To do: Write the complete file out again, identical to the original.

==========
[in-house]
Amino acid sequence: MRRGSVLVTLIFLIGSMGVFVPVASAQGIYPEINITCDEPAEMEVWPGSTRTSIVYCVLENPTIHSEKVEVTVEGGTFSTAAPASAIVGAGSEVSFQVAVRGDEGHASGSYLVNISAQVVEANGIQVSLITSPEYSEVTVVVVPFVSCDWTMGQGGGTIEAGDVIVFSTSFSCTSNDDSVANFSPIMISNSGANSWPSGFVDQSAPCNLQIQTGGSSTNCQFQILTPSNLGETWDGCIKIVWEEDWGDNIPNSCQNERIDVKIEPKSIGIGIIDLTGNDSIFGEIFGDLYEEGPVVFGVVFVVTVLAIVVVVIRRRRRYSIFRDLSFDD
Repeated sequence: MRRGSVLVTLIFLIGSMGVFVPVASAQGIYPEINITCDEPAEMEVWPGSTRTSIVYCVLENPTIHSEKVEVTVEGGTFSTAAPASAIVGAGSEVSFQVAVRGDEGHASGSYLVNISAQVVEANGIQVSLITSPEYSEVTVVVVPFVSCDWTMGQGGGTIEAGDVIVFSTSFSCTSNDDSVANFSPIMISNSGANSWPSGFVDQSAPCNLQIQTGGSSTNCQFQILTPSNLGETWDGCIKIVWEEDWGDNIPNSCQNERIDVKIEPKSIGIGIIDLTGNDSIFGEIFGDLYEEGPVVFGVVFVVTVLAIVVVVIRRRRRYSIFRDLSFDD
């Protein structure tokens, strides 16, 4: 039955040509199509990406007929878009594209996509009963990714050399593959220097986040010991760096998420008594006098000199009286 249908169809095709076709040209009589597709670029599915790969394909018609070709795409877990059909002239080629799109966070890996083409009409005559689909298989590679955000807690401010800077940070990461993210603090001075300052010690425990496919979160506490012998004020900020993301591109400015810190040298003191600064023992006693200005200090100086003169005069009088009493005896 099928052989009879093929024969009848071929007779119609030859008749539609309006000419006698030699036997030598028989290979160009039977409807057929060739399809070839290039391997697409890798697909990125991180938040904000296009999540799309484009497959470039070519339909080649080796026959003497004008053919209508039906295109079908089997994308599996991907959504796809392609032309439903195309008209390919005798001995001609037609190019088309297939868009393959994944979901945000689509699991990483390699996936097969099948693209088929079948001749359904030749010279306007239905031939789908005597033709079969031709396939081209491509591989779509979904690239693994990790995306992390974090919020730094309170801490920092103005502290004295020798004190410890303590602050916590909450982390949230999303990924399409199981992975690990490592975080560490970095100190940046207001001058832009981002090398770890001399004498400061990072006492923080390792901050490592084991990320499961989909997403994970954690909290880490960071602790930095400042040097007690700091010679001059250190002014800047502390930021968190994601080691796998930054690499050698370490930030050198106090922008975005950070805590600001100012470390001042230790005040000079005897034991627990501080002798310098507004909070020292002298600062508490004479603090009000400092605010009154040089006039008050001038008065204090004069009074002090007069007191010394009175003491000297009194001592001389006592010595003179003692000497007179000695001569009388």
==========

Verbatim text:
[in-house]
Amino acid sequence: MRRGSVLVTLIFLIGSMGVFVPVASAQGIYPEINITCDEPAEMEVWPGSTRTSIVYCVLENPTIHSEKVEVTVEGGTFSTAAPASAIVGAGSEVSFQVAVRGDEGHASGSYLVNISAQVVEANGIQVSLITSPEYSEVTVVVVPFVSCDWTMGQGGGTIEAGDVIVFSTSFSCTSNDDSVANFSPIMISNSGANSWPSGFVDQSAPCNLQIQTGGSSTNCQFQILTPSNLGETWDGCIKIVWEEDWGDNIPNSCQNERIDVKIEPKSIGIGIIDLTGNDSIFGEIFGDLYEEGPVVFGVVFVVTVLAIVVVVIRRRRRYSIFRDLSFDD
Repeated sequence: MRRGSVLVTLIFLIGSMGVFVPVASAQGIYPEINITCDEPAEMEVWPGSTRTSIVYCVLENPTIHSEKVEVTVEGGTFSTAAPASAIVGAGSEVSFQVAVRGDEGHASGSYLVNISAQVVEANGIQVSLITSPEYSEVTVVVVPFVSCDWTMGQGGGTIEAGDVIVFSTSFSCTSNDDSVANFSPIMISNSGANSWPSGFVDQSAPCNLQIQTGGSSTNCQFQILTPSNLGETWDGCIKIVWEEDWGDNIPNSCQNERIDVKIEPKSIGIGIIDLTGNDSIFGEIFGDLYEEGPVVFGVVFVVTVLAIVVVVIRRRRRYSIFRDLSFDD
């Protein structure tokens, strides 16, 4: 039955040509199509990406007929878009594209996509009963990714050399593959220097986040010991760096998420008594006098000199009286 249908169809095709076709040209009589597709670029599915790969394909018609070709795409877990059909002239080629799109966070890996083409009409005559689909298989590679955000807690401010800077940070990461993210603090001075300052010690425990496919979160506490012998004020900020993301591109400015810190040298003191600064023992006693200005200090100086003169005069009088009493005896 099928052989009879093929024969009848071929007779119609030859008749539609309006000419006698030699036997030598028989290979160009039977409807057929060739399809070839290039391997697409890798697909990125991180938040904000296009999540799309484009497959470039070519339909080649080796026959003497004008053919209508039906295109079908089997994308599996991907959504796809392609032309439903195309008209390919005798001995001609037609190019088309297939868009393959994944979901945000689509699991990483390699996936097969099948693209088929079948001749359904030749010279306007239905031939789908005597033709079969031709396939081209491509591989779509979904690239693994990790995306992390974090919020730094309170801490920092103005502290004295020798004190410890303590602050916590909450982390949230999303990924399409199981992975690990490592975080560490970095100190940046207001001058832009981002090398770890001399004498400061990072006492923080390792901050490592084991990320499961989909997403994970954690909290880490960071602790930095400042040097007690700091010679001059250190002014800047502390930021968190994601080691796998930054690499050698370490930030050198106090922008975005950070805590600001100012470390001042230790005040000079005897034991627990501080002798310098507004909070020292002298600062508490004479603090009000400092605010009154040089006039008050001038008065204090004069009074002090007069007191010394009175003491000297009194001592001389006592010595003179003692000497007179000695001569009388």